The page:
How to cope with burnout: symptoms & recovery strategies
Are you wondering how to cope with burnout? A 2021 survey of US workers found that 67% of employees believe workplace burnout has worsened since 2019. The effect of burnout can be devastating. Let’s take a deep-dive into what exactly burnout is, the symptoms of burnout, and some recovery strategies to cope with burnout.
Burnout is unmanageable stress
The World Health Organisation classifies burnout as a ‘state of vital exhaustion’. It’s chronic workplace stress, which hasn’t been successfully managed.
Some stress is normal though, right?
Feeling nervous before a presentation or important meeting is understandable. Nerves come and go but chronic stress keeps you awake at night. Coping with stress leads to emotional, physical, and mental exhaustion. If left unchecked, it can lead to burnout.
Clinical burnout manifests in many ways, both physically and mentally. Burnout syndrome can be hard to spot, so it’s worth being aware of the symptoms:
Common signs of stress or burnout
Racing thoughts or difficulty concentrating on tasks at work.
Feeling constantly anxious or worried.
Lack of self-confidence and feeling overwhelmed.
Feelings of energy depletion or emotional exhaustion.
Avoiding things or people you are having problems with – absenteeism from work.
Eating or drinking more or less than usual.
Drinking or smoking more or less than usual.
Not enjoying work anymore. Feeling detached from your job and colleagues.
Less able to keep to deadlines and loss of productivity.
What can you do if you’re feeling burnt out?
Acknowledging feelings of burnout is a key step. Now you can start to take back control. Here are some steps on how to cope with burn out:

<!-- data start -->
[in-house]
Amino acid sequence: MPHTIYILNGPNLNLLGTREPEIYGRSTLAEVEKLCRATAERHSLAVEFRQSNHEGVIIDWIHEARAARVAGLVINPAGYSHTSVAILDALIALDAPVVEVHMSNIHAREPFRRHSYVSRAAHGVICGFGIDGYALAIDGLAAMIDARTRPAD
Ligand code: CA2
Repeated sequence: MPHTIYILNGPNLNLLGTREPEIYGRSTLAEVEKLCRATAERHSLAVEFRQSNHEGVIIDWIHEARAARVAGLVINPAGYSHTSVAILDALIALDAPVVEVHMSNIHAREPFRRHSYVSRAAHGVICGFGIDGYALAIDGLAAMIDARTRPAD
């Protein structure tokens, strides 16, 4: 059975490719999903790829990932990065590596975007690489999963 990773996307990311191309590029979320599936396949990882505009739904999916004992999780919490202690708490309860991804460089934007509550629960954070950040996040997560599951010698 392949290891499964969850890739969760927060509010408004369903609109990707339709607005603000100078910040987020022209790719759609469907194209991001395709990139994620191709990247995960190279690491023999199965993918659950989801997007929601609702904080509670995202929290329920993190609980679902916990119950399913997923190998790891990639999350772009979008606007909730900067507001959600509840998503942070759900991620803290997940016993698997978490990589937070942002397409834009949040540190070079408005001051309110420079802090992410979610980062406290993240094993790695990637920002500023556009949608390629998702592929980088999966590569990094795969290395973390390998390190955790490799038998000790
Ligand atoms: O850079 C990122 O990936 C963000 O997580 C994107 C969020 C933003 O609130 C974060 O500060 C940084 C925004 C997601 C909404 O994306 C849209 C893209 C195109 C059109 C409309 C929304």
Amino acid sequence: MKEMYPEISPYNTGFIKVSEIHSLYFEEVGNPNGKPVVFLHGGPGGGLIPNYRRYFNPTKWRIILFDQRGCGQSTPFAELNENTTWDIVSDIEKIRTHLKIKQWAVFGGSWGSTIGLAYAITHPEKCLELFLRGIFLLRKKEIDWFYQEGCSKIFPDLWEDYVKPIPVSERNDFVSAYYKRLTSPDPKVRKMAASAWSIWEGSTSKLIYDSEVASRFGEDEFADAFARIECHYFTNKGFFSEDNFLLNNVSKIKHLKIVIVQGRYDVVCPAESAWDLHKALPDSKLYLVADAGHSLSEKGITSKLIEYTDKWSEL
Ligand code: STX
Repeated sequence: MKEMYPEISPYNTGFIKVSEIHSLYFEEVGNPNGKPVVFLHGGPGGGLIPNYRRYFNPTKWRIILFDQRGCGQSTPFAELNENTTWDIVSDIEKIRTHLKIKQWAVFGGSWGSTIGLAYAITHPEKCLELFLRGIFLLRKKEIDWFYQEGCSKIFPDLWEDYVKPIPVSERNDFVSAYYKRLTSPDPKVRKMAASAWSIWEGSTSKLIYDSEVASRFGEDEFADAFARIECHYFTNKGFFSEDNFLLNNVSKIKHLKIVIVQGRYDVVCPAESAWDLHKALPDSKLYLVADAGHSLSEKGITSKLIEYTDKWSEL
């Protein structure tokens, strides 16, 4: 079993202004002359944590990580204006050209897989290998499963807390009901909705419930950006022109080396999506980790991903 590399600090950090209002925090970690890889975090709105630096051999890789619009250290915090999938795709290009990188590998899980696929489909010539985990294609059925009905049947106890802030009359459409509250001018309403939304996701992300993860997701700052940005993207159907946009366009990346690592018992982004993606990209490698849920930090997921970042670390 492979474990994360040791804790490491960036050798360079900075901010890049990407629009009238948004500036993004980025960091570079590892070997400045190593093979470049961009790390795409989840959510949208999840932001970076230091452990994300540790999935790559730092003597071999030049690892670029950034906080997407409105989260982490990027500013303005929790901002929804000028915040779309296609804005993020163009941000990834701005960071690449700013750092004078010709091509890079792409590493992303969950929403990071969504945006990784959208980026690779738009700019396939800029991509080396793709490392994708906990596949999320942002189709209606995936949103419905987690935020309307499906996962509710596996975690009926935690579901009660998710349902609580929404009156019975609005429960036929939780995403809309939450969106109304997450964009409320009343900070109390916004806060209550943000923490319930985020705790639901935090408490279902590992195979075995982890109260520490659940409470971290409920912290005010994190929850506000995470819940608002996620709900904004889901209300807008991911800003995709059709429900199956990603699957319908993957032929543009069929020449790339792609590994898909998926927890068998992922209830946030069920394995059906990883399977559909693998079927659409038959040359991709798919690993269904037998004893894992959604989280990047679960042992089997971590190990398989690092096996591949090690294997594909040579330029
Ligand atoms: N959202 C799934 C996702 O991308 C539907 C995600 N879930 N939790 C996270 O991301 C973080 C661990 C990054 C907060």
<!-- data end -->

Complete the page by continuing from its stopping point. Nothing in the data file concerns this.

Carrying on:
1. Broach the subject of burnout with your HR team or manager
Over 70% of people in the UK have experienced burnout in the last 12 months. That’s according to a study completed in 2021 by THE OUT. So if you’re feeling burnt out, it may be some comfort to know that you’re not alone.
Companies are well aware of this phenomenon and your HR team is likely to be sympathetic. Ask them or your manager to work with you to find solutions that alleviate the way you’re feeling.
2. Take time off to cope with burnout
Whether you can take two weeks or two days off, make sure you use that time to focus on yourself.
A Gallup study found that taking short regular trips improved mental and physical wellbeing. Even a three day break improved subjects’ physical complaints, quality of sleep, and mood. That’s according to a separate Gallup study.
3. Find support outside of work
If going to your HR team isn’t an option, then seek help elsewhere. You could try reaching out to colleagues or friends.
You may be surprised at how many of those around you have experienced burnout and recovered. After all, 70% of people in the UK have felt burnt out at some point.
Another option is to seek professional help. Often simply talking over your options with someone else can give you clarity on what you need to do next.
4. Challenge your thoughts around stress and burnout
Refocusing your mind using mindfulness techniques to challenge your thoughts can be helpful. There’s plenty of information about mindfulness techniques from the NHS as well as an extensive list of wellbeing apps you can try.
5. Exercisecan be helpful when coping with burnout
Getting outdoors and breathing in the fresh air is one of the most underrated but powerful activities to promote overall wellness. Taking up a new sport or simply going for short walks during the day is a great way to tackle stress and help cope with feelings of burnout.
6. Set boundaries and know your limitsto prevent further burnout